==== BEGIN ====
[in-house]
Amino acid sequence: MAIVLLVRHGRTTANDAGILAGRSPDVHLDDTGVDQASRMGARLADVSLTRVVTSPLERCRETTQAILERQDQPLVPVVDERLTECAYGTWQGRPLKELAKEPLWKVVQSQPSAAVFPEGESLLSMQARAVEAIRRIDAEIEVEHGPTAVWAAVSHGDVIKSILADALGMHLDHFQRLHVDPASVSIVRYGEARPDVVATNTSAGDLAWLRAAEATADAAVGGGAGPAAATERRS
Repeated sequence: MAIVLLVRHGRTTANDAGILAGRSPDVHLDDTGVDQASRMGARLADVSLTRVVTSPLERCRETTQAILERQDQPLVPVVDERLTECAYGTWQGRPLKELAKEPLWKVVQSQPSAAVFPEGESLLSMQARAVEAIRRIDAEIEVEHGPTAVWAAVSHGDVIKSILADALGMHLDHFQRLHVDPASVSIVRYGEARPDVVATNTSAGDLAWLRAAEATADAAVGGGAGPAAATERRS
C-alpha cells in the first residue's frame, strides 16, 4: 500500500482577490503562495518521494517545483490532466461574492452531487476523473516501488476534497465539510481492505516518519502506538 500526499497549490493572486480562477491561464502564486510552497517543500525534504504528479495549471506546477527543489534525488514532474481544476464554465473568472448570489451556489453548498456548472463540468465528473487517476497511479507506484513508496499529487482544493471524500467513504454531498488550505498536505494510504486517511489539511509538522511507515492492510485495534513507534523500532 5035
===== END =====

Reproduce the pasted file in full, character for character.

[in-house]
Amino acid sequence: MAIVLLVRHGRTTANDAGILAGRSPDVHLDDTGVDQASRMGARLADVSLTRVVTSPLERCRETTQAILERQDQPLVPVVDERLTECAYGTWQGRPLKELAKEPLWKVVQSQPSAAVFPEGESLLSMQARAVEAIRRIDAEIEVEHGPTAVWAAVSHGDVIKSILADALGMHLDHFQRLHVDPASVSIVRYGEARPDVVATNTSAGDLAWLRAAEATADAAVGGGAGPAAATERRS
Repeated sequence: MAIVLLVRHGRTTANDAGILAGRSPDVHLDDTGVDQASRMGARLADVSLTRVVTSPLERCRETTQAILERQDQPLVPVVDERLTECAYGTWQGRPLKELAKEPLWKVVQSQPSAAVFPEGESLLSMQARAVEAIRRIDAEIEVEHGPTAVWAAVSHGDVIKSILADALGMHLDHFQRLHVDPASVSIVRYGEARPDVVATNTSAGDLAWLRAAEATADAAVGGGAGPAAATERRS
C-alpha cells in the first residue's frame, strides 16, 4: 500500500482577490503562495518521494517545483490532466461574492452531487476523473516501488476534497465539510481492505516518519502506538 500526499497549490493572486480562477491561464502564486510552497517543500525534504504528479495549471506546477527543489534525488514532474481544476464554465473568472448570489451556489453548498456548472463540468465528473487517476497511479507506484513508496499529487482544493471524500467513504454531498488550505498536505494510504486517511489539511509538522511507515492492510485495534513507534523500532 5035